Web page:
Taiwan Communiqué No. 87, August 1999

Discarding "One China"

Ending a fiction

President Lee Teng-hui's statement means that the "One China" concept is history. In the following paragraphs we trace the concept from its origin in the Shanghai Communiqué of 1971, and show how it grew into a monstrous concoction, which was starting to threaten the future of Taiwan as a free and democratic nation.

An examination of the various interpretations of the "One China" policy shows that there were actually four "One China" policies:

1. The policy as it was originally formulated in 1971-72, when the authorities in Beijing were accepted as the representatives of China in the UN - taking the seat held until that time by the Kuomintang regime. At that time, both the Beijing regime and Chiang Kai-shek's Nationalists considered themselves the rightful rulers of all of China.

The US and other nations at that timethus acknowledged (=took note of) the Chinese position that there was but one China, and that the regime in Beijing considered Taiwan part of their China. This "acknowledgement" was never meant to be a permanent policy, but was intended to be a temporary holding position. It was hoped that time would somehow solve the issue.

2. A second "One China" policy is the one which evolved in the minds of some American academics and policymakers over the past 25 years: the original "acknowledged" became fuzzy, and — in a peculiar definition-creep — came to mean "accepted" or "recognized." This second _ degenerated — "One China" policy is much closer to the PRC-position than the original one.

3. The third "One China" policy is the one taken by the PRC-authorities in Beijing themselves: this one bases itself on the mistaken fiction that historically Taiwan is somehow an integral part of China. In fact Taiwan has never been part of the PRC, but was a Japan-held territory, occupied after World War II by the losing side in China's Civil War. According to this distorted PRC view, the issue of Taiwan's future is an "internal, domestic" Chinese matter, and that other nations should stay out of it.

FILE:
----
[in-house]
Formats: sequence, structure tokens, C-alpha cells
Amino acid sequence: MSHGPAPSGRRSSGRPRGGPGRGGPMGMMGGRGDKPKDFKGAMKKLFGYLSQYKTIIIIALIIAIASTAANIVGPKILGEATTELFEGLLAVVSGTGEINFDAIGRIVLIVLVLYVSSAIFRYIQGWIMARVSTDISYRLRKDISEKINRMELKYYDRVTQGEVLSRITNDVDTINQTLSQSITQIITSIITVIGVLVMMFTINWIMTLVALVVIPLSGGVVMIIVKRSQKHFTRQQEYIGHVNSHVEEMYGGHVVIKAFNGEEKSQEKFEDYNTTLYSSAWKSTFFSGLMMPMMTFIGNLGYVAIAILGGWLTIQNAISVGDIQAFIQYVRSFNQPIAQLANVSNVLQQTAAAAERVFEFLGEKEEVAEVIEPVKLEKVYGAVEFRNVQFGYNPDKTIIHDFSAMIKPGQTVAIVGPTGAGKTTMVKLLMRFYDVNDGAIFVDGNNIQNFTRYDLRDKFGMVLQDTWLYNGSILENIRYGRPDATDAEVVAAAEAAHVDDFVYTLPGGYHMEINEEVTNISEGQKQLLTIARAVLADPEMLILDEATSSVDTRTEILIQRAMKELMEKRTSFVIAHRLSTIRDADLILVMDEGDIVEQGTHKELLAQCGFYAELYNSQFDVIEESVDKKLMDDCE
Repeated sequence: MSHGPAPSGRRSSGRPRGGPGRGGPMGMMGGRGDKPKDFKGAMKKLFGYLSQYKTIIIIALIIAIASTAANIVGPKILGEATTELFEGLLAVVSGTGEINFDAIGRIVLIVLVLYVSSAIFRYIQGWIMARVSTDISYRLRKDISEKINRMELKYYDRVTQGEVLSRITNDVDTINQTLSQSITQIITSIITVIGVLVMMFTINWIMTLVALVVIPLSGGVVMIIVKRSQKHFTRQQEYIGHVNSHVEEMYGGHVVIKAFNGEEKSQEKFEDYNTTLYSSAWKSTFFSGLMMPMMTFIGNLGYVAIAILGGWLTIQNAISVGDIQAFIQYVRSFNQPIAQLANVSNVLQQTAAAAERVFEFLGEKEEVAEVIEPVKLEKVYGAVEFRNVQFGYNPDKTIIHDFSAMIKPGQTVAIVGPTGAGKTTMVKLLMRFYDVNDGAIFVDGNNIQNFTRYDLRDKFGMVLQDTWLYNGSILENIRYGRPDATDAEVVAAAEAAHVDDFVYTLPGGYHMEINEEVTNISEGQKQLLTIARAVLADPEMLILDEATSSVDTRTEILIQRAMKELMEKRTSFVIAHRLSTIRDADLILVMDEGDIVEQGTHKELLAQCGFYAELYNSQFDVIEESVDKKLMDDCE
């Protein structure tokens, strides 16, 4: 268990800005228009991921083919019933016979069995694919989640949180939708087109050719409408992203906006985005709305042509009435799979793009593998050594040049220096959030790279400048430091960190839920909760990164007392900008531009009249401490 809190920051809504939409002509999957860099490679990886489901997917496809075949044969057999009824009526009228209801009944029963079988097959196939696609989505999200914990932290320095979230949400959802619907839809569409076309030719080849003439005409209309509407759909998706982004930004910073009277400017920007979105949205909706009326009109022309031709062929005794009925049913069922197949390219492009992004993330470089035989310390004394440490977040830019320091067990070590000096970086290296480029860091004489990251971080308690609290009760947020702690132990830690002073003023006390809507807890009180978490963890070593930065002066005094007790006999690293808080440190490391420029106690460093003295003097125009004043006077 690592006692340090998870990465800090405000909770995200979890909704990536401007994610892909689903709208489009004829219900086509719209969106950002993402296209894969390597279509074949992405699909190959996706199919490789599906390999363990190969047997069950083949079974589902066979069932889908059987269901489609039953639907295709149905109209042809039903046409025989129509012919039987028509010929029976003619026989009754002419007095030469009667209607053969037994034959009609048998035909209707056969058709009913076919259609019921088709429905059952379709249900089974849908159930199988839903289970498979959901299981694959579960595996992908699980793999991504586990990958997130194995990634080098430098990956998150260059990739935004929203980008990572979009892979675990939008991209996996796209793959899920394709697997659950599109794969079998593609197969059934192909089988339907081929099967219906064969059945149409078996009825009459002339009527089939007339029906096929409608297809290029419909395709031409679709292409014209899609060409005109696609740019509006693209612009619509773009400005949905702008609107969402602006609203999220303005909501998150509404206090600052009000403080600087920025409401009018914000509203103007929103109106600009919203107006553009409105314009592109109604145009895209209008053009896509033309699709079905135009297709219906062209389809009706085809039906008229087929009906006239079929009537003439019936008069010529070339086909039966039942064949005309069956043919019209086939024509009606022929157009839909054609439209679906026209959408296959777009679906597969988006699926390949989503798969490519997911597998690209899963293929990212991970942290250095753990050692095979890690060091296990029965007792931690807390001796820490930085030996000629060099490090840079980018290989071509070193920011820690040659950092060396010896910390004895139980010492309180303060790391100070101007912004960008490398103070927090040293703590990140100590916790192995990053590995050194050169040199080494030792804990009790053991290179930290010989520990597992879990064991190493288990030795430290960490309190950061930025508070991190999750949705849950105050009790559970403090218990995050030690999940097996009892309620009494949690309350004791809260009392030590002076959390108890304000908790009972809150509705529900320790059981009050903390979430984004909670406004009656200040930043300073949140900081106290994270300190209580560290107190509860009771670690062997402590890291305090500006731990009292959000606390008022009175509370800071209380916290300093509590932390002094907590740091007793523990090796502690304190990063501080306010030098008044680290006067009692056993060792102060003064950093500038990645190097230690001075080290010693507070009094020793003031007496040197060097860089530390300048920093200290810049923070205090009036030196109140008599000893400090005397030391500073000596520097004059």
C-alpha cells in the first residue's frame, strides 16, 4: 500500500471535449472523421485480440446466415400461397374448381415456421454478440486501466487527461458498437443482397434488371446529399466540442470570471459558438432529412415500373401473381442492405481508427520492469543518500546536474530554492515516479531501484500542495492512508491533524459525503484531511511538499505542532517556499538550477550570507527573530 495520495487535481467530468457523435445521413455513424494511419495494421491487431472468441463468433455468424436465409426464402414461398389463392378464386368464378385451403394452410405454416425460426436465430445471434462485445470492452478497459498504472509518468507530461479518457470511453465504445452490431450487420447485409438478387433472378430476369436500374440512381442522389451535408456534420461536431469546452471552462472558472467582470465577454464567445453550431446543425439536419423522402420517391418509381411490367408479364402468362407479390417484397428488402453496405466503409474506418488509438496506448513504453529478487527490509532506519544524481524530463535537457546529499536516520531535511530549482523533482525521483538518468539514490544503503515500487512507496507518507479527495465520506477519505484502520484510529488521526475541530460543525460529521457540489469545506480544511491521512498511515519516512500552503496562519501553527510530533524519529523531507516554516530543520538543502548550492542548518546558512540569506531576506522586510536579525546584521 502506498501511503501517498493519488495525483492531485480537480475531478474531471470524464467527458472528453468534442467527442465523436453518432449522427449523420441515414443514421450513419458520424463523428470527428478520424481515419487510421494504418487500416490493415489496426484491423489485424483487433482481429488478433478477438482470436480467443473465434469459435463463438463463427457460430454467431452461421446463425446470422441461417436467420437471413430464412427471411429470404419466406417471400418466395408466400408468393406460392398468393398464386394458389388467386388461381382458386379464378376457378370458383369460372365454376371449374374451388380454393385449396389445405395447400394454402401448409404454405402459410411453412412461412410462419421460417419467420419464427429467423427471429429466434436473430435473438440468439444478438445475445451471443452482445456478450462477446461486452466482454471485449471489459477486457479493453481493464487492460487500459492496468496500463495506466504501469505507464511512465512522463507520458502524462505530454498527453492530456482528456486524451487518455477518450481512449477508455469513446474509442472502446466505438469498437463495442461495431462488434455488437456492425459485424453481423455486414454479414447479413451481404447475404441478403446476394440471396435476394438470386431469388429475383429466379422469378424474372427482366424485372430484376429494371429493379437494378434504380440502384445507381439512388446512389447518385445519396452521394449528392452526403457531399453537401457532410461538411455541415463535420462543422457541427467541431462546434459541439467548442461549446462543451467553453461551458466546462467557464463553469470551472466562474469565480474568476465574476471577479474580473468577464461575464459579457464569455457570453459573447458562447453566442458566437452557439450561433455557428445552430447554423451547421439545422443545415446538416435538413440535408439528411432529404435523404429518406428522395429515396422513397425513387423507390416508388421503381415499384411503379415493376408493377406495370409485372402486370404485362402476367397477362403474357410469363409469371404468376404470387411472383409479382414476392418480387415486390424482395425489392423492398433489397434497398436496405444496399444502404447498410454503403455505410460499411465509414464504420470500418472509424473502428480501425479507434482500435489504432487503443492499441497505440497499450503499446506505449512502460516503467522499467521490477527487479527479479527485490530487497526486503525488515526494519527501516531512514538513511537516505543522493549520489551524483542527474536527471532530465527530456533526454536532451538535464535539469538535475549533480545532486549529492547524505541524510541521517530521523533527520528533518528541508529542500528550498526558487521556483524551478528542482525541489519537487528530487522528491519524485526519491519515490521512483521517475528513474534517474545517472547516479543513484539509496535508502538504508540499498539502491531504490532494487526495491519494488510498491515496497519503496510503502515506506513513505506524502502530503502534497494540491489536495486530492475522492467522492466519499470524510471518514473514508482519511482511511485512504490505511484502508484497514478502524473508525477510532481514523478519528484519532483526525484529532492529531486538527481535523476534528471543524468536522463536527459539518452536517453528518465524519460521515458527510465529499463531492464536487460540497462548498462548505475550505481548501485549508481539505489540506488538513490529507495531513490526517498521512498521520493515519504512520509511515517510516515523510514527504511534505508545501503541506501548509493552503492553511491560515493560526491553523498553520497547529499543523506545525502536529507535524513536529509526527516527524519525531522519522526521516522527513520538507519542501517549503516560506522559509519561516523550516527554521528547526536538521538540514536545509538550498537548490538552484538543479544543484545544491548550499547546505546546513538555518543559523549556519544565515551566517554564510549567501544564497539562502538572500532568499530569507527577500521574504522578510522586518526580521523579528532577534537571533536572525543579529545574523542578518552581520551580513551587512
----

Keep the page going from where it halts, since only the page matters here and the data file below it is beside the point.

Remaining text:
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The U.S. knocking President Lee over the head, while James Soong hits him on his toes

4. The fourth "One China" policy was the one promoted by the Kuomintang authorities in Taiwan until recently, which maintained that there is "One China", but that within this "One China" there are two equal political states, the PRC and their ROC. This policy boils down to a "Two China" policy.

Mr. Lee's statement thus means that "Chinese on either side" no longer agree. In essence, the conclusion is that the people in Taiwan consider the "One China" policy outdated and no longer valid. This present-day reality should lead to a reassessment of US policy. As we have emphasized before, present US policy towards Taiwan — as well as the policies of other Western nations — is ambiguous and confusing, and doesn't reflect the growth of Taiwan into a full-fledged democracy.

The U.S. should thus adopt a "One China, One Taiwan" policy. This one recognizing the reality that Taiwan and China are two separate nations, which can coexist as two friendly neighbors without claiming sovereignty over each other. In this policy, the PRC is recognized as being the sole China, and Taiwan is accepted by the international community as a full, equal and independent member of the family of nations.